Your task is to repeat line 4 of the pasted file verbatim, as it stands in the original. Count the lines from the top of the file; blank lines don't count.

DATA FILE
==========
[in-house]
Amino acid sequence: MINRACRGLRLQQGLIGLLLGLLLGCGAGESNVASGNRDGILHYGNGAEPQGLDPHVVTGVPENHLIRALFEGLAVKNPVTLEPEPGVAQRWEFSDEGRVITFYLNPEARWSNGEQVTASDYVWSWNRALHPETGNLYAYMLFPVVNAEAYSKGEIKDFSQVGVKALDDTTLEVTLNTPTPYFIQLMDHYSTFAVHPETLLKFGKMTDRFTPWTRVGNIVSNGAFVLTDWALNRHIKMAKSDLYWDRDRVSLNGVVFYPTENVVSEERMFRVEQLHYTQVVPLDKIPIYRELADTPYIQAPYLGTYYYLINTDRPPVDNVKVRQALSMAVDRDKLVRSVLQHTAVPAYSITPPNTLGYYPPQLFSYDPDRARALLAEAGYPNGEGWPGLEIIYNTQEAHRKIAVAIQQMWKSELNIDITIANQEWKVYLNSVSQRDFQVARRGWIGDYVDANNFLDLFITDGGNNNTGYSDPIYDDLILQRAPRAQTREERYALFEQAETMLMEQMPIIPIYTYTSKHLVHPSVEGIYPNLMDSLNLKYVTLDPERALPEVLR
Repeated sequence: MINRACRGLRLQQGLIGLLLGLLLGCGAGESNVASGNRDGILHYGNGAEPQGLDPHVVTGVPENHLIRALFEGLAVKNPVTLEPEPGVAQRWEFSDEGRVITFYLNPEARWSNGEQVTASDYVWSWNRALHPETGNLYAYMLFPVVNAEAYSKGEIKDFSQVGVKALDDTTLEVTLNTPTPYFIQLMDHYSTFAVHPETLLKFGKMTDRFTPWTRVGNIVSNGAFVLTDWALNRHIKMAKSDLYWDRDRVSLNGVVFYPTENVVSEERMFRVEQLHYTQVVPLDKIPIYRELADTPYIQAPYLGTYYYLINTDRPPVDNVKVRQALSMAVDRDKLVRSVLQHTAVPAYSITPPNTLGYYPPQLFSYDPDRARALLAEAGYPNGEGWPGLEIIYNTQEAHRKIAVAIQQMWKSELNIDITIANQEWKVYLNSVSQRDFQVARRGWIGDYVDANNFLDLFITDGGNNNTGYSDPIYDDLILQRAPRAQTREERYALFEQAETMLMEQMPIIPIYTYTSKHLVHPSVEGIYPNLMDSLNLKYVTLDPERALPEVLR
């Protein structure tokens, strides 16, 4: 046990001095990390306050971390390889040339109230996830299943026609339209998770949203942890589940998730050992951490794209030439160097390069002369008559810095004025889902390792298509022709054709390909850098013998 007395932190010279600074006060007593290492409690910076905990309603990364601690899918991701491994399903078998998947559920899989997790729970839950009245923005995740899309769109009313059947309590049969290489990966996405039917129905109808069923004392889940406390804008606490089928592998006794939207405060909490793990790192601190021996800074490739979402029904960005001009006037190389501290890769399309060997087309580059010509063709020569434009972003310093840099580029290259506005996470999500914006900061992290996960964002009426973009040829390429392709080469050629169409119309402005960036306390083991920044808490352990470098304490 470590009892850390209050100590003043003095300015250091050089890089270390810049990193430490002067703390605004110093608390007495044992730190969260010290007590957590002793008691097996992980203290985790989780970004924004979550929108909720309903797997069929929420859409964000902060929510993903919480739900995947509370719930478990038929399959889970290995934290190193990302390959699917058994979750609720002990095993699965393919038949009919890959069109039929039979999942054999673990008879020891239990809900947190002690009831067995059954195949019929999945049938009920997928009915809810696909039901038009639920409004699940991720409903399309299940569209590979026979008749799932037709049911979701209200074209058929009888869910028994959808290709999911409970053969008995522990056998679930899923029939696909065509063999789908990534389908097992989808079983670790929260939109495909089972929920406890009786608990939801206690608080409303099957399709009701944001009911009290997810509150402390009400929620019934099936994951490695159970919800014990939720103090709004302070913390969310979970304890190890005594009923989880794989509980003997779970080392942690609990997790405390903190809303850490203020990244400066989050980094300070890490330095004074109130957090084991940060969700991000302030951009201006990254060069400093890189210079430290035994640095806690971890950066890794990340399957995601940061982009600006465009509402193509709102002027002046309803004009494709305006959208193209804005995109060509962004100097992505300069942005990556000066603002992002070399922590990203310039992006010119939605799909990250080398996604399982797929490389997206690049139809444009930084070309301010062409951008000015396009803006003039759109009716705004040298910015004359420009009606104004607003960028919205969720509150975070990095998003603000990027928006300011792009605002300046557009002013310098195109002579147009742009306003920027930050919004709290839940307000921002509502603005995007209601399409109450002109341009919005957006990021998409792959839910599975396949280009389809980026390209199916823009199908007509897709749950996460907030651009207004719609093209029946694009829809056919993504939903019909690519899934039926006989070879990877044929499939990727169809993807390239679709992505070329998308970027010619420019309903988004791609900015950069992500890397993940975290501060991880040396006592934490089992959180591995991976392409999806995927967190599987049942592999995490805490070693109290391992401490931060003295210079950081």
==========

């Protein structure tokens, strides 16, 4: 046990001095990390306050971390390889040339109230996830299943026609339209998770949203942890589940998730050992951490794209030439160097390069002369008559810095004025889902390792298509022709054709390909850098013998 007395932190010279600074006060007593290492409690910076905990309603990364601690899918991701491994399903078998998947559920899989997790729970839950009245923005995740899309769109009313059947309590049969290489990966996405039917129905109808069923004392889940406390804008606490089928592998006794939207405060909490793990790192601190021996800074490739979402029904960005001009006037190389501290890769399309060997087309580059010509063709020569434009972003310093840099580029290259506005996470999500914006900061992290996960964002009426973009040829390429392709080469050629169409119309402005960036306390083991920044808490352990470098304490 470590009892850390209050100590003043003095300015250091050089890089270390810049990193430490002067703390605004110093608390007495044992730190969260010290007590957590002793008691097996992980203290985790989780970004924004979550929108909720309903797997069929929420859409964000902060929510993903919480739900995947509370719930478990038929399959889970290995934290190193990302390959699917058994979750609720002990095993699965393919038949009919890959069109039929039979999942054999673990008879020891239990809900947190002690009831067995059954195949019929999945049938009920997928009915809810696909039901038009639920409004699940991720409903399309299940569209590979026979008749799932037709049911979701209200074209058929009888869910028994959808290709999911409970053969008995522990056998679930899923029939696909065509063999789908990534389908097992989808079983670790929260939109495909089972929920406890009786608990939801206690608080409303099957399709009701944001009911009290997810509150402390009400929620019934099936994951490695159970919800014990939720103090709004302070913390969310979970304890190890005594009923989880794989509980003997779970080392942690609990997790405390903190809303850490203020990244400066989050980094300070890490330095004074109130957090084991940060969700991000302030951009201006990254060069400093890189210079430290035994640095806690971890950066890794990340399957995601940061982009600006465009509402193509709102002027002046309803004009494709305006959208193209804005995109060509962004100097992505300069942005990556000066603002992002070399922590990203310039992006010119939605799909990250080398996604399982797929490389997206690049139809444009930084070309301010062409951008000015396009803006003039759109009716705004040298910015004359420009009606104004607003960028919205969720509150975070990095998003603000990027928006300011792009605002300046557009002013310098195109002579147009742009306003920027930050919004709290839940307000921002509502603005995007209601399409109450002109341009919005957006990021998409792959839910599975396949280009389809980026390209199916823009199908007509897709749950996460907030651009207004719609093209029946694009829809056919993504939903019909690519899934039926006989070879990877044929499939990727169809993807390239679709992505070329998308970027010619420019309903988004791609900015950069992500890397993940975290501060991880040396006592934490089992959180591995991976392409999806995927967190599987049942592999995490805490070693109290391992401490931060003295210079950081």